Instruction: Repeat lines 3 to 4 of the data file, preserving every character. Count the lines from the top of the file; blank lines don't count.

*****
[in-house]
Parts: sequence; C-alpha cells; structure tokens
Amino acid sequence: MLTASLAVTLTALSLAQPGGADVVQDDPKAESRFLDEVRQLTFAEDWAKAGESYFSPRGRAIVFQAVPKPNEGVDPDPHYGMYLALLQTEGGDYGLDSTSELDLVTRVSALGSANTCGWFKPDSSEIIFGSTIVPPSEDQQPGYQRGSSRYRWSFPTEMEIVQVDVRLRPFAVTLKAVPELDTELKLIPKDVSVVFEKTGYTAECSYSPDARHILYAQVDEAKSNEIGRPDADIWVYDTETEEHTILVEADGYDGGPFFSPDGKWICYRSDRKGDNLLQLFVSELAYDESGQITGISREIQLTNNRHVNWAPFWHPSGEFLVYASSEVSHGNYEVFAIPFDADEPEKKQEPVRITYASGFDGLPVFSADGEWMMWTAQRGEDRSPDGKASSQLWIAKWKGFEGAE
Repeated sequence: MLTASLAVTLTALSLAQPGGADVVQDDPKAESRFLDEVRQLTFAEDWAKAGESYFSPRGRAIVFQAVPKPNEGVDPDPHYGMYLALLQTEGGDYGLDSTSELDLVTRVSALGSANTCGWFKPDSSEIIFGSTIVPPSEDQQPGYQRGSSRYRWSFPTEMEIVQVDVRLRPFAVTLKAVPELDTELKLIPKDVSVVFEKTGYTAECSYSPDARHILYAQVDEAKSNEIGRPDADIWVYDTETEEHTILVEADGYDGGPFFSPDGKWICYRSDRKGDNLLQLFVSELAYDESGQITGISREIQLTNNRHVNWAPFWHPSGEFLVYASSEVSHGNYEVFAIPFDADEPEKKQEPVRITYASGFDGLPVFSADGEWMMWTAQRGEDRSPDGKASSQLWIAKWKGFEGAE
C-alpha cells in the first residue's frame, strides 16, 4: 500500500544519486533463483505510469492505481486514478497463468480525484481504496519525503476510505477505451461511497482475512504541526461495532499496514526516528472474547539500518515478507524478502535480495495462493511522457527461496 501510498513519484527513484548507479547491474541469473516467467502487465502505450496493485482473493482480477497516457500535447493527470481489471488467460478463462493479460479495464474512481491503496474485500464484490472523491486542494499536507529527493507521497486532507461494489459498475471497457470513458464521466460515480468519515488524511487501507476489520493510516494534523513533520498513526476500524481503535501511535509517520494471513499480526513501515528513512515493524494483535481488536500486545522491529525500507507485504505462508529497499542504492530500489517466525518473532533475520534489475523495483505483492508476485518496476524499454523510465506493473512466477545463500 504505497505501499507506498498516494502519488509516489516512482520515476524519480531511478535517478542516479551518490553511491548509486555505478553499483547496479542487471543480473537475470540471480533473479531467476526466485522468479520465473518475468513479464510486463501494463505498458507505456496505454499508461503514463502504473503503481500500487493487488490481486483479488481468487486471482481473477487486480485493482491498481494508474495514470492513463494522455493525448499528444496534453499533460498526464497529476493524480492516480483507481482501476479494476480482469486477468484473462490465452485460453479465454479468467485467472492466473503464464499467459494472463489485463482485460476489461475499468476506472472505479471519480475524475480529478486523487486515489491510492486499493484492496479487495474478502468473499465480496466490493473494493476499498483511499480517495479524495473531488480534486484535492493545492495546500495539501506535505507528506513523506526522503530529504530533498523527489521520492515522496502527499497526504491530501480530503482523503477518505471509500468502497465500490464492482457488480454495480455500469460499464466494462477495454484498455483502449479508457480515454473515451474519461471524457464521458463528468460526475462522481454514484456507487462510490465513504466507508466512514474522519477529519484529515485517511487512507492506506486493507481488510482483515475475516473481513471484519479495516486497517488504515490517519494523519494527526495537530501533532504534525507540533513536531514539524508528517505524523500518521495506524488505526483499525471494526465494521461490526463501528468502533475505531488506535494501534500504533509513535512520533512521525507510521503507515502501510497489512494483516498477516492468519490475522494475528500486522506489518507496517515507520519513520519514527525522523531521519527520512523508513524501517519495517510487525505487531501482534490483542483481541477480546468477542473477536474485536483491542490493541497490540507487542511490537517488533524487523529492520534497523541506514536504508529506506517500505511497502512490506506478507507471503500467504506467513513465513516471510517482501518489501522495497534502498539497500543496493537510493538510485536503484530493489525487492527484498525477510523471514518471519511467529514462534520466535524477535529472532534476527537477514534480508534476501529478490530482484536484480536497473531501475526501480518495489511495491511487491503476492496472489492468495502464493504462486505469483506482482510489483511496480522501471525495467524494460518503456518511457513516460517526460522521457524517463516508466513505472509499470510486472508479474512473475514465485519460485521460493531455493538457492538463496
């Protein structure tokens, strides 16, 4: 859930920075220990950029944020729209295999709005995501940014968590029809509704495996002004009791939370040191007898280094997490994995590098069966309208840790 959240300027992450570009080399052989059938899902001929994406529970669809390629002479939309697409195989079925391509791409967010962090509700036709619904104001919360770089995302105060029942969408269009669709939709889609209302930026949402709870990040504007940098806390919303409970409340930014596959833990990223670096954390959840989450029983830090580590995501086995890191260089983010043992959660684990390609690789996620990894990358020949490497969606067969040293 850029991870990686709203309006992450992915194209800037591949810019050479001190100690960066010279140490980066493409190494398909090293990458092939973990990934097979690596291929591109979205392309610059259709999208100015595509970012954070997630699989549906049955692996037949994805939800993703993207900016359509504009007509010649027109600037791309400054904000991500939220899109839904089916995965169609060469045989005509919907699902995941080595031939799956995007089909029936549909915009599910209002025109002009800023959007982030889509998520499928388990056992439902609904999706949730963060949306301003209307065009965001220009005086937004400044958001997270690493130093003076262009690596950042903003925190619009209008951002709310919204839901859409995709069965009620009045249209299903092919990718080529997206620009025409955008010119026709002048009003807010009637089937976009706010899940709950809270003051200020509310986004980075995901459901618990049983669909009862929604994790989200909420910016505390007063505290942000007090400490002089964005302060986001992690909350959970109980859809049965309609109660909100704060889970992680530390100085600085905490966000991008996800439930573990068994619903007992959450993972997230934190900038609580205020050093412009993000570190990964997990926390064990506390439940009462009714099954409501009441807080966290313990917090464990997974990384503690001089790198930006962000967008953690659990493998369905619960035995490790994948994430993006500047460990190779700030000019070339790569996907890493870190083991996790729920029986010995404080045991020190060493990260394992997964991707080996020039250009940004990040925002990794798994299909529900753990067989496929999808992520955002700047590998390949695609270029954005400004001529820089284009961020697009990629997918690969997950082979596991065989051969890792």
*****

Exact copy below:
Amino acid sequence: MLTASLAVTLTALSLAQPGGADVVQDDPKAESRFLDEVRQLTFAEDWAKAGESYFSPRGRAIVFQAVPKPNEGVDPDPHYGMYLALLQTEGGDYGLDSTSELDLVTRVSALGSANTCGWFKPDSSEIIFGSTIVPPSEDQQPGYQRGSSRYRWSFPTEMEIVQVDVRLRPFAVTLKAVPELDTELKLIPKDVSVVFEKTGYTAECSYSPDARHILYAQVDEAKSNEIGRPDADIWVYDTETEEHTILVEADGYDGGPFFSPDGKWICYRSDRKGDNLLQLFVSELAYDESGQITGISREIQLTNNRHVNWAPFWHPSGEFLVYASSEVSHGNYEVFAIPFDADEPEKKQEPVRITYASGFDGLPVFSADGEWMMWTAQRGEDRSPDGKASSQLWIAKWKGFEGAE
Repeated sequence: MLTASLAVTLTALSLAQPGGADVVQDDPKAESRFLDEVRQLTFAEDWAKAGESYFSPRGRAIVFQAVPKPNEGVDPDPHYGMYLALLQTEGGDYGLDSTSELDLVTRVSALGSANTCGWFKPDSSEIIFGSTIVPPSEDQQPGYQRGSSRYRWSFPTEMEIVQVDVRLRPFAVTLKAVPELDTELKLIPKDVSVVFEKTGYTAECSYSPDARHILYAQVDEAKSNEIGRPDADIWVYDTETEEHTILVEADGYDGGPFFSPDGKWICYRSDRKGDNLLQLFVSELAYDESGQITGISREIQLTNNRHVNWAPFWHPSGEFLVYASSEVSHGNYEVFAIPFDADEPEKKQEPVRITYASGFDGLPVFSADGEWMMWTAQRGEDRSPDGKASSQLWIAKWKGFEGAE